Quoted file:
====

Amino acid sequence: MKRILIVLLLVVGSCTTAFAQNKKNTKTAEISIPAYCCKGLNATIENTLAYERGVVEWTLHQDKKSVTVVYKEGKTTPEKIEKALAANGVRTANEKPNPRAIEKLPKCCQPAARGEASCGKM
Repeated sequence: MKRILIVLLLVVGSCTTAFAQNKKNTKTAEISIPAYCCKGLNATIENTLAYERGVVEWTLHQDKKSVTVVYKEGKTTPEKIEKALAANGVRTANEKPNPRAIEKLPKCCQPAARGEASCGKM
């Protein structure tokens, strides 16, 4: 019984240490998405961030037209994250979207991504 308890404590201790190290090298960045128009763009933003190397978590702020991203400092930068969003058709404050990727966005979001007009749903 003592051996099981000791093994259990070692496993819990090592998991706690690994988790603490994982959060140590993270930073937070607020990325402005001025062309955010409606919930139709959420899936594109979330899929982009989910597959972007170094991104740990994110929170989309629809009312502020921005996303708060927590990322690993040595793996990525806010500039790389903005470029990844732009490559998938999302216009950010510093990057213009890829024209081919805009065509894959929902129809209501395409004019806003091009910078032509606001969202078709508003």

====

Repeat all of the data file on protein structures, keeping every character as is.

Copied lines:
Amino acid sequence: MKRILIVLLLVVGSCTTAFAQNKKNTKTAEISIPAYCCKGLNATIENTLAYERGVVEWTLHQDKKSVTVVYKEGKTTPEKIEKALAANGVRTANEKPNPRAIEKLPKCCQPAARGEASCGKM
Repeated sequence: MKRILIVLLLVVGSCTTAFAQNKKNTKTAEISIPAYCCKGLNATIENTLAYERGVVEWTLHQDKKSVTVVYKEGKTTPEKIEKALAANGVRTANEKPNPRAIEKLPKCCQPAARGEASCGKM
């Protein structure tokens, strides 16, 4: 019984240490998405961030037209994250979207991504 308890404590201790190290090298960045128009763009933003190397978590702020991203400092930068969003058709404050990727966005979001007009749903 003592051996099981000791093994259990070692496993819990090592998991706690690994988790603490994982959060140590993270930073937070607020990325402005001025062309955010409606919930139709959420899936594109979330899929982009989910597959972007170094991104740990994110929170989309629809009312502020921005996303708060927590990322690993040595793996990525806010500039790389903005470029990844732009490559998938999302216009950010510093990057213009890829024209081919805009065509894959929902129809209501395409004019806003091009910078032509606001969202078709508003």